In the beginning, people who wanted to establish towns or cities or industries chose landscapes which were suited to their needs, or offered new opportunities. Locating near fresh water was essential (Rivers of Power: How a Natural Force Raised Kingdoms, Destroyed Civilizations, and Shapes Our World, Laurence C. Smith), whether for growing crops or animals, washing, drinking, and cooking for themselves, using power to grind grain for breads, and perhaps even for transit to other areas.
There had to be something available on the land to make into homes and workstations, whether bricks, mud, rocks (either to build into or to break into pieces for assembly), or wood.
There had to be food sources, whether wild or domesticated animals; grown crops or wild fruits, vegetables, nuts, or roots; or lakes, rivers, or ocean to fish.
There had to be geography suitable for travel to other areas to find help, social life, and places to purchase things you couldn’t make with materials to hand.
Settlements, villages, towns, and cities have always been established on these bases. Later, some cities grew around their places of origin but with less dependence on, or awareness of, these features. Local examples would be the Oshawa, Ontario port to the east of us and Toronto port to the west. The ports are still active, but not significant. Both cities have found other reasons to exist.
We are now in a time when we must re-evaluate our locations – are they still suited to our benefits, are we suited to theirs, is it still possible to live there with or without major changes; are the places themselves relocating (forests moving north, seas moving inland, rivers and lakes disappearing, see Hurricane Lizards and Plastic Squid: the Fraught and Fascinating Biology of Climate Change, Thor Hanson). We are at a time when we must again choose places to live for different reasons than earlier, based on what they will continue to offer, what we must do to preserve them or improve them to adapt to climate change; or places which will offer conditions suited to us in the future, even if not the present.
And we all know that fundamental assumptions about how society is structured don’t work any more (We have built our society on the wrong principles and values. – Upon reconsidering….).
This is a new time when we can build from scratch, so to speak. Just as in the past people built where it made sense and did not elsewhere, with due attention to water, soil, location relative to others, weather, and building materials, so must we now and in the future.* It is not sensible to re-build where the weather may frequently climb to 125 degrees Fahrenheit, unless we can either acclimatize and protect ourselves using new more protective building materials as well as the time-tested positioning of the right species of trees (right for the future, not necessarily for the present); or re-build to live there during the more temperate time, but relocate the rest of the year to someplace far from the hot zones, or from the ocean; or from flood plains or from waters that are drying up. It will not be sensible to rebuild where we cannot grow food even with the help of genetic engineering or hybridization.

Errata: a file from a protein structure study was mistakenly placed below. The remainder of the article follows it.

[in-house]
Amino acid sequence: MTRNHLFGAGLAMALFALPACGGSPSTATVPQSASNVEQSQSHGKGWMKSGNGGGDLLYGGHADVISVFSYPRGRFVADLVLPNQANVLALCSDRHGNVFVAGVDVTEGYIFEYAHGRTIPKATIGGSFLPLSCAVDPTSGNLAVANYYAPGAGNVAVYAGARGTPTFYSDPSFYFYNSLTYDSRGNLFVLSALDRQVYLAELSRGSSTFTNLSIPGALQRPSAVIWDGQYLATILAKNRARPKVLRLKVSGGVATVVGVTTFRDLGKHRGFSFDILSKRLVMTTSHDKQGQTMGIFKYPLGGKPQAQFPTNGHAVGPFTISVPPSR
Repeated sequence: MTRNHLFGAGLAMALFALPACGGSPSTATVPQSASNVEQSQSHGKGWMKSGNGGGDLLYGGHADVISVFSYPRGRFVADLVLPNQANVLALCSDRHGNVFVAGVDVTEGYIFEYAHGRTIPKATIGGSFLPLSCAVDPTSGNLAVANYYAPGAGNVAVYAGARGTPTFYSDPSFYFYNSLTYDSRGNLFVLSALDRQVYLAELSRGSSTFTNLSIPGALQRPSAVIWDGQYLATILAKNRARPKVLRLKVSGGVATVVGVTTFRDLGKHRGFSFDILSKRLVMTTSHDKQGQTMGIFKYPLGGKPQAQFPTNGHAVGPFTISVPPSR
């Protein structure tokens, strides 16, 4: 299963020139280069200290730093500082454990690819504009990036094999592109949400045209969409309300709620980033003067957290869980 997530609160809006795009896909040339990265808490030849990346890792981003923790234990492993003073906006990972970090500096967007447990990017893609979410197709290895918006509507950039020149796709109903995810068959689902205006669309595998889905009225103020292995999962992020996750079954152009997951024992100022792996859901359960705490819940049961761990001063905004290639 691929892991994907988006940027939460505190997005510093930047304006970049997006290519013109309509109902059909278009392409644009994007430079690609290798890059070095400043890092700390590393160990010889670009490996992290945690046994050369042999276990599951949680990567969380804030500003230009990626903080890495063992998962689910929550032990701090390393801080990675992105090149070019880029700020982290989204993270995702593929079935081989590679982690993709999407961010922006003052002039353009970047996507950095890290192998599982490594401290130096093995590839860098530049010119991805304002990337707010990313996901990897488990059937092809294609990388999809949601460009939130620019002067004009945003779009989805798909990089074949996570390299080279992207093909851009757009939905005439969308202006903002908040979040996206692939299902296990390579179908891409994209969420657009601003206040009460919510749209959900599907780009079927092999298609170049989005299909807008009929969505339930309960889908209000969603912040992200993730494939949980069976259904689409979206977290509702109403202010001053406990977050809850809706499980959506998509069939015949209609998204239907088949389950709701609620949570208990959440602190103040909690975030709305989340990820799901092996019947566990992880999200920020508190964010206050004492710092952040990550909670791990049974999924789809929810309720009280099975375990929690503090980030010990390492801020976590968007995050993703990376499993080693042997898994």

It’s time for governments to work out the legal issues involved in land ownership so that people can move, part-time or full-time, to areas currently already owned. Adjustments in land ownership will be necessary. People who need to leave properties that cannot be sold, will need financial compensation which, whether or not it replaces the value of the property before climate change, will need to enable purchase or rent, or accept the government gift of decent property elsewhere. All this will require excellent planning, tolerance if not goodwill, a lot of understanding of peoples’ needs and their abilities to thrive elsewhere, and negotiating. This won’t be something government alone, or private enterprise alone, or charity alone can do – it will require all these as well as the experience of NGOs accustomed to helping migrants.
In places such as Ontario, where, it is estimated, we will need one and a half million new residences in the next ten years to meet expected immigration, and where most crop and dairy farming continue to succeed during climate change, we will have to preserve and perhaps restore farming land so that we can not only feed ourselves, but grow enough to feed people living elsewhere in the world where they cannot do that any longer. Our cities will have to stay within bounds, and we will have to think of agriculture and animal farming as doing our part for the whole world. Not every place will be able to retain its ability to water and feed itself, let alone others. We will be watering and feeding many who will not be coming here, but still need these things.
It’s time to build anew anyway, so we might as well give up the ways that no longer work, and build toward what will work fifty years from now when we will have more immigrants and more old people and, unless the immigrants youthen our demographics, fewer workers to support them.
A Pattern Language: Towns, Buildings, Construction, by Christopher Alexander, et.al., of the Center for Environmental Structure, published in 1977, offers a way to build from the ground up by building a house and then a part of a neighbourhood while at the same time giving due thought to what several neighbourhoods should look like together (the “language of the pattern”), and they in turn together with the whole city, cities within regions, etc. One might anticipate that the extreme separations of industries, farm, shopping, entertainment, parks, schools, etc., would no longer be so delineated and separated as they are now, as people seek to live ever more of their lives locally. It is an instruction manual. I would never have recommended this book before now, because there has been so much momentum behind how we have built since the 70’s. But as it becomes clearer that we will need to build anew from the ground up, freed from the patterns of the past, this book and way may be very useful.
We will have to be more deliberate, developing plans not only around local geography but around our social and civic purposes. Will all building in the future relate, for example, to a waterfront, or a river, or ravines (as in Toronto)? Or will such building be at the centre of a community, but all else an expansion so far removed that one is scarcely aware of the original reason for the choice of this locat